The Fourth Circuit Court of Appeals has held that “liking” something on Facebook is speech protected by the First Amendment, reversing a lower court opinion dismissing a suit brought by former employees of a sheriff’s office who lost their jobs after they “liked” the Facebook page of their boss’s opponent in his re-election bid.
Last May, District Judge Raymond A. Jackson held that “merely ‘liking’ a Facebook page is insufficient speech to merit constitutional protection,” Bland v. Roberts, 857 F. Supp.2d 599 (E.D. Va. Apr. 24, 2012), slip op. at 6, and dismissed the fired employees’ claims.
But after reviewing the nature and consequences of “liking” something on Facebook, the appeals court held that “[o]nce one understands the nature of what [one plaintiff] did by liking the Campaign Page, it becomes apparent that his conduct qualifies as speech.” Bland v. Roberts, No. 12-1671 (4th Cir. Sept. 18, 2013), slip op. at 39.
On the most basic level, clicking on the “like” button literally causes to be published the statement that the User “likes” something, which is itself a substantive statement. In the context of a political campaign’s Facebook page, the meaning that the user approves of the candidacy whose page is being liked is unmistakable. That a user may use a single mouse click to produce that message that he likes the page instead of typing the same message with several individual key strokes is of no constitutional significance. slip op. at 39-40.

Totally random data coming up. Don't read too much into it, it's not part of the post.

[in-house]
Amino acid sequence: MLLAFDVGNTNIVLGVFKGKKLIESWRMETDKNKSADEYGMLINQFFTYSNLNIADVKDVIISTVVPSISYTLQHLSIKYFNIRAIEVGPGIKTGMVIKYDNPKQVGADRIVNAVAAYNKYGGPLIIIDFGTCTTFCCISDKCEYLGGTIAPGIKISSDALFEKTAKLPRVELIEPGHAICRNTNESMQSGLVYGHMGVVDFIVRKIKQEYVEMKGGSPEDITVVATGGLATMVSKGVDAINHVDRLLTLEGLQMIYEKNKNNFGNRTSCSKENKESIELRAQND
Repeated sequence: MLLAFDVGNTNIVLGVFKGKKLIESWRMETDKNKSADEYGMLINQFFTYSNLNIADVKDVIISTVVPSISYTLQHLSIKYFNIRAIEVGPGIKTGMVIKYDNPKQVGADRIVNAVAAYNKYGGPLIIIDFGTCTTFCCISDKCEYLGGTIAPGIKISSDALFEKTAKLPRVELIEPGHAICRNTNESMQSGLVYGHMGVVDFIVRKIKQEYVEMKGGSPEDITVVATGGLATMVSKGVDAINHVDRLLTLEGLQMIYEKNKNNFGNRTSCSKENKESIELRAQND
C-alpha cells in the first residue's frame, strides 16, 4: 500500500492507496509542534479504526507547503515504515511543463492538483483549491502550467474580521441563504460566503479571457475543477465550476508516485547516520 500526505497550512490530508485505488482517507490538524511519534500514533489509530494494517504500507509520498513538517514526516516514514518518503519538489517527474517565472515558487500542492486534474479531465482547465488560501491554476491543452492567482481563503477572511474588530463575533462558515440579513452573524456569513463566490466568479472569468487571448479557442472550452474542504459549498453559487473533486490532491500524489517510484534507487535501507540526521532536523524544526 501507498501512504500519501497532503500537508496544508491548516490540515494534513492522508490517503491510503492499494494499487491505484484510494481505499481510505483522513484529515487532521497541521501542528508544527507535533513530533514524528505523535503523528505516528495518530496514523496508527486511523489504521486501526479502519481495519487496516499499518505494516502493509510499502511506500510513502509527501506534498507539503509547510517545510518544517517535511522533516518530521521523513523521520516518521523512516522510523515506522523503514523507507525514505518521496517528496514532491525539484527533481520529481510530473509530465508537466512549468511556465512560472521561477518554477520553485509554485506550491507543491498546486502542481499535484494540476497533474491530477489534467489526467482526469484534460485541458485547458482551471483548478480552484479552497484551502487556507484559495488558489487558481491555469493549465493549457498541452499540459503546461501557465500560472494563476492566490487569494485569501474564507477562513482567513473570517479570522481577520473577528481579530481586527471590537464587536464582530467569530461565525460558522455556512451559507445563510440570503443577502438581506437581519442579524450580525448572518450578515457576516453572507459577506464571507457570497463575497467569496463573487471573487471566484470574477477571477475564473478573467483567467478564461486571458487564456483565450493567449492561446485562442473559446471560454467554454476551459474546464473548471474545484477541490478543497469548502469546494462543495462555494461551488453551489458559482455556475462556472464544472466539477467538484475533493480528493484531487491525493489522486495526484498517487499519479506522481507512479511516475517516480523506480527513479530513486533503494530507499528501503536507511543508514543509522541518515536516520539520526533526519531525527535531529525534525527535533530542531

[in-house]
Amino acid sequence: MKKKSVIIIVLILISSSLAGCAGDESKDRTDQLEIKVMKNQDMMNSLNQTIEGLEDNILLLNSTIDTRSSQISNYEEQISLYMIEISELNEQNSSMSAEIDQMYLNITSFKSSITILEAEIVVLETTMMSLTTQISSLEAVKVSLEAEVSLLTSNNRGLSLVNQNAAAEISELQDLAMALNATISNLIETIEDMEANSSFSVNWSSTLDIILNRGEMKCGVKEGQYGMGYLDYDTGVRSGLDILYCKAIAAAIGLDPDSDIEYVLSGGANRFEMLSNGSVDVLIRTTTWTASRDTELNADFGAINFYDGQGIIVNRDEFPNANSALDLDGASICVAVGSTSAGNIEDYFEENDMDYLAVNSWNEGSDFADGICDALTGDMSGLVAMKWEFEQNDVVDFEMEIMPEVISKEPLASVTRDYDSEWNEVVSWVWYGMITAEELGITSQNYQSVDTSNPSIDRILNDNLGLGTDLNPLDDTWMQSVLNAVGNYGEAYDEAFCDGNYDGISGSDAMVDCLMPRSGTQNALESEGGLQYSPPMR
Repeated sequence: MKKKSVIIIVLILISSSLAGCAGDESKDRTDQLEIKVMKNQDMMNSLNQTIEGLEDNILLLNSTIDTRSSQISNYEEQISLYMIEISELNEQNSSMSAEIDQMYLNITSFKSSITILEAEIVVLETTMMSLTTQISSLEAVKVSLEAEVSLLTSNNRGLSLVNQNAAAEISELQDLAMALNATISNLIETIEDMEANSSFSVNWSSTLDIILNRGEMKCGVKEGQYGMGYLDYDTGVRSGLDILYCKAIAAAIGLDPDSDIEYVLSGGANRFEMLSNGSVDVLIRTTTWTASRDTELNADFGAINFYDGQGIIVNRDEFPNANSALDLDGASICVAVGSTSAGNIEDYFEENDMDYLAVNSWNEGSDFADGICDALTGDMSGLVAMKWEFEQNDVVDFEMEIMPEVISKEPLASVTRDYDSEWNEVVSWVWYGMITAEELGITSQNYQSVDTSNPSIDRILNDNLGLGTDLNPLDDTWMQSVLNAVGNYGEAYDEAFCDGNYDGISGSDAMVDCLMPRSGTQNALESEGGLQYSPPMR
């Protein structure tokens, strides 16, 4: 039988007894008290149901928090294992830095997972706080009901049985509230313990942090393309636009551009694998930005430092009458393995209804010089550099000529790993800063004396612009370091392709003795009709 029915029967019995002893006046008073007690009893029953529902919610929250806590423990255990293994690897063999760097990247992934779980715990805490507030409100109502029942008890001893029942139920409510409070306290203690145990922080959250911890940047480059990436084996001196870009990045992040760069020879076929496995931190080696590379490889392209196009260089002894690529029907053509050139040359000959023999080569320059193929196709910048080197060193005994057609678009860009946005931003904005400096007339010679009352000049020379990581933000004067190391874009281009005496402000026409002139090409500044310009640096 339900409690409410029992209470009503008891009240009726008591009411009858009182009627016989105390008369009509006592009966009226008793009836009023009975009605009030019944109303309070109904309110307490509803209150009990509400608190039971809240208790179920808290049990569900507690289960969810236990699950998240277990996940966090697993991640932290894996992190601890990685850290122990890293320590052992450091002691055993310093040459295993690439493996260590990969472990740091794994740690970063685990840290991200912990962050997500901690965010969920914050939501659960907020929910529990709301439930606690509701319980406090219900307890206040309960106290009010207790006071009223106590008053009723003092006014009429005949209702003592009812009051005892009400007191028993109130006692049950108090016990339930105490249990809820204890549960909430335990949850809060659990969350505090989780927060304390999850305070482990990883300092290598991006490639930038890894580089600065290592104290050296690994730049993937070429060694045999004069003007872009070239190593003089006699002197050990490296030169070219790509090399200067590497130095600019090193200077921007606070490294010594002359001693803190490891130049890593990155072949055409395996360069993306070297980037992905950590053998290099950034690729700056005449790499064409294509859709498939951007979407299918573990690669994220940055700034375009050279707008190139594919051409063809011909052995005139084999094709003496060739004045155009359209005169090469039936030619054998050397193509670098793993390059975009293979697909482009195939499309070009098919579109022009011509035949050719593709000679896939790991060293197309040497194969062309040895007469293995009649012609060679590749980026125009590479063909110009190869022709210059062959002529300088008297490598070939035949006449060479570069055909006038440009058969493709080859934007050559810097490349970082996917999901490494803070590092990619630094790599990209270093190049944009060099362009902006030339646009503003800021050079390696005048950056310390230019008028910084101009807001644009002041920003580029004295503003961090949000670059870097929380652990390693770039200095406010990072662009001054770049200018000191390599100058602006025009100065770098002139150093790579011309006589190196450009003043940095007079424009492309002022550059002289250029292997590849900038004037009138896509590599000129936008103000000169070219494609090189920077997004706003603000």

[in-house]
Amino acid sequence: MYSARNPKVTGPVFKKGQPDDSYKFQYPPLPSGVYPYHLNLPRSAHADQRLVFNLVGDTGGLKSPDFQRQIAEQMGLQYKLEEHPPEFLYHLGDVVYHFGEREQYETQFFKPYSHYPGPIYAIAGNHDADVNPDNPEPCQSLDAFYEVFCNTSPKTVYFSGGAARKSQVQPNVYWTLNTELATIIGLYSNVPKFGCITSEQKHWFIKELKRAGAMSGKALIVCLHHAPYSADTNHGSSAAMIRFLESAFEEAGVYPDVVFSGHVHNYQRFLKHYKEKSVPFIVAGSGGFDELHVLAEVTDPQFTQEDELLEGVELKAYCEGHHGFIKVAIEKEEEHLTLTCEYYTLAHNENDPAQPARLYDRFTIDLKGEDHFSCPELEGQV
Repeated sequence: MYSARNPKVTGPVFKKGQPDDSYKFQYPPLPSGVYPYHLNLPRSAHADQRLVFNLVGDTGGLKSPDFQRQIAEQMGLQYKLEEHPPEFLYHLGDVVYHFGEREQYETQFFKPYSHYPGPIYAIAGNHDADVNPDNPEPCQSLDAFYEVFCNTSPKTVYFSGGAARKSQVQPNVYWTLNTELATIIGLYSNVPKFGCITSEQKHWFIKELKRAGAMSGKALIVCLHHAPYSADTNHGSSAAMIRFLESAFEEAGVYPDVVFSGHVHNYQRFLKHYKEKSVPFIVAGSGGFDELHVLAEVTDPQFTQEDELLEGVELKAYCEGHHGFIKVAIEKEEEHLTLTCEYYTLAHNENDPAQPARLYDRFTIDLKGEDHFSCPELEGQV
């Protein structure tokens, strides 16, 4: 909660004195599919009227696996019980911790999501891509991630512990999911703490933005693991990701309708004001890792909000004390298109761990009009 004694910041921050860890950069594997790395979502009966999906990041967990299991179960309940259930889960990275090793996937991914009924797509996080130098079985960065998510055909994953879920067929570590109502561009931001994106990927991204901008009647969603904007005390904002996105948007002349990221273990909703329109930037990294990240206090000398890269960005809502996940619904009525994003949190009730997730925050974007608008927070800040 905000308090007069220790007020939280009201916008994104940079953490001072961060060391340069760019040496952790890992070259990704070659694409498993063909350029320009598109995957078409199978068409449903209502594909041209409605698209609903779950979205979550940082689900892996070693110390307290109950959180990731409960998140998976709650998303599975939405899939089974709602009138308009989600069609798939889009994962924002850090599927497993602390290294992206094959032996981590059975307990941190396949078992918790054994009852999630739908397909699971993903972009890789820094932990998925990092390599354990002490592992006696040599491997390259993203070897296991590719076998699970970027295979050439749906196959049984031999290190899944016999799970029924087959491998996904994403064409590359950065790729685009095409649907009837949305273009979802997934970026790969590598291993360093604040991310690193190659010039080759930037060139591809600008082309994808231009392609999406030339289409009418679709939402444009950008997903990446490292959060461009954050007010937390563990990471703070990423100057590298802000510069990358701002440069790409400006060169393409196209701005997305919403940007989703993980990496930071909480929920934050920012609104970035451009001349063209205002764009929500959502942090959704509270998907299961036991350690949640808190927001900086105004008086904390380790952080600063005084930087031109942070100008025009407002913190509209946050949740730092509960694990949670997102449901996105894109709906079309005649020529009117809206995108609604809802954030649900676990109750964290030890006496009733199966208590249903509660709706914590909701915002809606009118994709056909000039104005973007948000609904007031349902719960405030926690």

This makes sense. The courts have held that First Amendment protection extends to gestures, signs, and even some actions (“symbolic speech”). A Facebook “like” is no different; depending on the context, it can be an expression of endorsement, approval, or gladness that something was posted. And I’m sure that it can have other meanings that I’m not thinking of. But the point is that pressing the “like” button can, indeed, carry a message that can and should be protected by the First Amendment.
Unfortunately, the Fourth Circuit doesn’t have an official Facebook page to “like.” (Although there’s a page for former clerks.) But you can go to Justia’s Facebook page for Fourth Circuit opinions and like the Bland v. Roberts decision.
By doing so, you’ll be making an expression of support — and enjoy the protection of the First Amendment for doing so.
Eric P. Robinson is co-director of the Program in Press, Law and Democracy at the Manship School of Mass Communication at Louisiana State University.